One thing that I want to quickly get out there before saying anything else is that Cross of the Dutchman is short clocking in around two hours. In some ways this could be the only complaint as this interesting tale ends somewhat before it really begins as things just start to really get good once the credits roll. This being said, in regards to gameplay it never actually feels that short with the multitude of events that occur over the course of the tale marking Cross of the Dutchman as well built experience that does what it sets out to do without compromising anything in the meantime.
Being an Action Adventure title, Pier will spend a decent amount of time running around as well as swinging his big mighty fists before being given a blade worthy of his size and strength. The areas to explore consist of four locations that are bound by a central point known as the Crossroads creating a nice area that is easy to move around in and feels unified. Attached to central point are two towns and Pier’s farm that will be re-visited on many occasions however under many separate circumstances. Re-using the same locations over and over never gets old as one would expect as there is always something just a bit different happening which could open up or block off paths creating new ones to travel under different circumstances. Sometimes though, Pier gets a bit rough on the blockades which is where his fists and steel come in handy.
Combat is simple yet challenging in the way that Pier will have to handle himself if he is to survive his various encounters with those that carry some rather sharp looking objects. Things are simple in the way that generally one punch or sword slash will knock a Saxon down so hard that they become one with the dirt which is more than satisfying. If they so happen to have armor, then two or three blows will send them flying in the same direction as those without it. Regardless of the case, that’s only one Saxon Soldier. There are times in which twenty to thirty Saxons will be on the menu and the dish of the day may not be enough to satisfy them all. That’s where upgrades and new abilities come into play with more flavors to satisfy everyone in the quickest manner possible.
Because being a hulking beast of a man with incredible strength is not enough at times to avoid that pesky game over screen, upgrades are available for health, stamina, and some new moves to help in combat. Between the few available locations that can be visited, vendors are present in order to sell the upgrades which teach our hero new tricks in order to give it to the Saxons. With two upgrades for health and stamina followed by three new moves to be used with either Pier’s sword or his fists, there is enough enhancement to feel just right for the length that was chosen as never does it feel like too much as Pier already stands a full head taller than any man and his biceps alone could crush housing struts. He’s strong, but thankfully the upgrades teach how to use this strength to its full advantage!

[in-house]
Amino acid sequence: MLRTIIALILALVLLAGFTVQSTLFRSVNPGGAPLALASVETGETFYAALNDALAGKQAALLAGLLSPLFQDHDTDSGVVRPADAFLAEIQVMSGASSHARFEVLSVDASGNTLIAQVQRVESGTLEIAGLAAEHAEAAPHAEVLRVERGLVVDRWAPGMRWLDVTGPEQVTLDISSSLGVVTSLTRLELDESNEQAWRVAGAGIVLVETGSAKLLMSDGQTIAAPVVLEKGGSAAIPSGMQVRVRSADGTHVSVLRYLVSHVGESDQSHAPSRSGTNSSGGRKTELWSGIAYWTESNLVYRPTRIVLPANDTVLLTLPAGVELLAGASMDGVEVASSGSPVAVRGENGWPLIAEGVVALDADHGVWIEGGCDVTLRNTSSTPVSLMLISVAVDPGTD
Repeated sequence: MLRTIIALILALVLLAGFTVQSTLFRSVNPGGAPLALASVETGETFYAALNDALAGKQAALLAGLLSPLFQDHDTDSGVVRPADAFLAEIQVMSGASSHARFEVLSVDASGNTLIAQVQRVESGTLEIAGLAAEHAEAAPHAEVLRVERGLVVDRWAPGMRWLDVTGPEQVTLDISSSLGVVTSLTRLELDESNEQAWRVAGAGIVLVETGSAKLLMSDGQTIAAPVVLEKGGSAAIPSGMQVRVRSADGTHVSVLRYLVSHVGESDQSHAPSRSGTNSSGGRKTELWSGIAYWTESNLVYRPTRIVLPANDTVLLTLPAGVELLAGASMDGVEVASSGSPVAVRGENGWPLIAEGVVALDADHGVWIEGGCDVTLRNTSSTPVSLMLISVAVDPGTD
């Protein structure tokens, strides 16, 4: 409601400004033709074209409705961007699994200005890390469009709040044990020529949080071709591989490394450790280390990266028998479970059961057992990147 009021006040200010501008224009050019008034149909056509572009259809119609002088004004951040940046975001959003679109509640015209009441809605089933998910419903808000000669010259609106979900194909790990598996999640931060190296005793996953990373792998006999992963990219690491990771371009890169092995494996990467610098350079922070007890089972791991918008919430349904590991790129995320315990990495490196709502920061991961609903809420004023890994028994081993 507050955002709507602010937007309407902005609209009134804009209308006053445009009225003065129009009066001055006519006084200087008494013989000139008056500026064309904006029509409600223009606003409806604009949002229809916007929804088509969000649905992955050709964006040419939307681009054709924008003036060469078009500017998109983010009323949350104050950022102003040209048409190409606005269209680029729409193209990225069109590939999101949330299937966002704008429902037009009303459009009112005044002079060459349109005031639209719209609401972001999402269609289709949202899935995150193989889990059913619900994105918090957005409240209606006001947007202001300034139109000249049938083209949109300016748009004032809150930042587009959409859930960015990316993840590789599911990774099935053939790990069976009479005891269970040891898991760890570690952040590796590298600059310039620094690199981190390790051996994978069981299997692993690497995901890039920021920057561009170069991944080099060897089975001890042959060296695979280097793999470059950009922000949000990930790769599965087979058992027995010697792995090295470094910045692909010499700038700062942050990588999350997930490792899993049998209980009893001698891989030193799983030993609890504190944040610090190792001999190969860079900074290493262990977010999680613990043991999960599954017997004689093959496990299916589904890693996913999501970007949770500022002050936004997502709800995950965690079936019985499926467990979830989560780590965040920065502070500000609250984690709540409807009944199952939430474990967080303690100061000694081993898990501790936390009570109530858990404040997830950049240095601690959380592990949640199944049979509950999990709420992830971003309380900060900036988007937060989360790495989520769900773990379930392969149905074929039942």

Just because Pier is inciting a rebellion and fighting off hordes of Saxons it doesn’t mean that dialog is taking a back seat to the action. For the length of the adventure there are a fair amount of people that come into play whether for a moments notice or for a fair duration as you come to know them a bit better while fighting side by side. Whether in the heat of the moment, light banter with his wife, or threatening to remove the life of the person standing before him in cold calculation at their brazen disrespect and stupidity, Cross of the Dutchman excels at making characters lovable, detestable, and above all else believable with the well written dialog that only helps to support the action.
As mentioned earlier the length of play could be an issue for some or perfect for others. What is an actual issue however is the lack of replay value once you’ve finished. There is only one single difficulty available and this is contained within a single autosaving file which doesn’t allow the player to move to an earlier segment short of restarting the entire file instead of simply one of the chapters. Adding in new difficulty modes or challenges could be a nice touch in the future which would also help to offset the shorter, yet well designed, experience that Triangle Studios have created.
Cross of the Dutchman is a great Action Adventure that does everything right from the dialog interactions to the smoothness of gameplay and combat. While it may be on the shorter side, the tale and legend of Pier Gerlofs Donia is an excellent one and I hope that there is more to come in the future!
Article by Pierre-Yves